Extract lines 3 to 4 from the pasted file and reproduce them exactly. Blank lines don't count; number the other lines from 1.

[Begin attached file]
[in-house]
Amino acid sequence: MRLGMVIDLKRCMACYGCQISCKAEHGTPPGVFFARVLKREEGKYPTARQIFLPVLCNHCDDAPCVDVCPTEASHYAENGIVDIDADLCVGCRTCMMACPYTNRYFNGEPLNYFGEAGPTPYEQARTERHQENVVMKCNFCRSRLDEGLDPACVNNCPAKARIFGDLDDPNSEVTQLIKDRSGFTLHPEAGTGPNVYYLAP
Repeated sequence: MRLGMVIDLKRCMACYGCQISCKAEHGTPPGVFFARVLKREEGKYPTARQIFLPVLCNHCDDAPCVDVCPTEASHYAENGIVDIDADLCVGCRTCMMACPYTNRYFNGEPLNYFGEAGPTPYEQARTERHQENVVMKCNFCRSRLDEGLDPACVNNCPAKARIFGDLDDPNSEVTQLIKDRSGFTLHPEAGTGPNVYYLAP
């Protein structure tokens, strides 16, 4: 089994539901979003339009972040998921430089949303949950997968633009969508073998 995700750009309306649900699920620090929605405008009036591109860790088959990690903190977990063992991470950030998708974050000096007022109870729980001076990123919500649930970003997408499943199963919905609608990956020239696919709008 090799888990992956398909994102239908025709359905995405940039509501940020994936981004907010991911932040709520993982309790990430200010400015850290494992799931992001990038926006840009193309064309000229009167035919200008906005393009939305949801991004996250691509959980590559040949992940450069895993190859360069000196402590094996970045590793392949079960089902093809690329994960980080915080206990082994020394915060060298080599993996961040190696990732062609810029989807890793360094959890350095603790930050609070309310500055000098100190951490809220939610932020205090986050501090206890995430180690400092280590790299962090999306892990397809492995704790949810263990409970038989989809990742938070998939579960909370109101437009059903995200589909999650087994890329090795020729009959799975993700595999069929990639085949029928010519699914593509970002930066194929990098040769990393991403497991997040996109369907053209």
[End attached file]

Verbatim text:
Repeated sequence: MRLGMVIDLKRCMACYGCQISCKAEHGTPPGVFFARVLKREEGKYPTARQIFLPVLCNHCDDAPCVDVCPTEASHYAENGIVDIDADLCVGCRTCMMACPYTNRYFNGEPLNYFGEAGPTPYEQARTERHQENVVMKCNFCRSRLDEGLDPACVNNCPAKARIFGDLDDPNSEVTQLIKDRSGFTLHPEAGTGPNVYYLAP
């Protein structure tokens, strides 16, 4: 089994539901979003339009972040998921430089949303949950997968633009969508073998 995700750009309306649900699920620090929605405008009036591109860790088959990690903190977990063992991470950030998708974050000096007022109870729980001076990123919500649930970003997408499943199963919905609608990956020239696919709008 090799888990992956398909994102239908025709359905995405940039509501940020994936981004907010991911932040709520993982309790990430200010400015850290494992799931992001990038926006840009193309064309000229009167035919200008906005393009939305949801991004996250691509959980590559040949992940450069895993190859360069000196402590094996970045590793392949079960089902093809690329994960980080915080206990082994020394915060060298080599993996961040190696990732062609810029989807890793360094959890350095603790930050609070309310500055000098100190951490809220939610932020205090986050501090206890995430180690400092280590790299962090999306892990397809492995704790949810263990409970038989989809990742938070998939579960909370109101437009059903995200589909999650087994890329090795020729009959799975993700595999069929990639085949029928010519699914593509970002930066194929990098040769990393991403497991997040996109369907053209």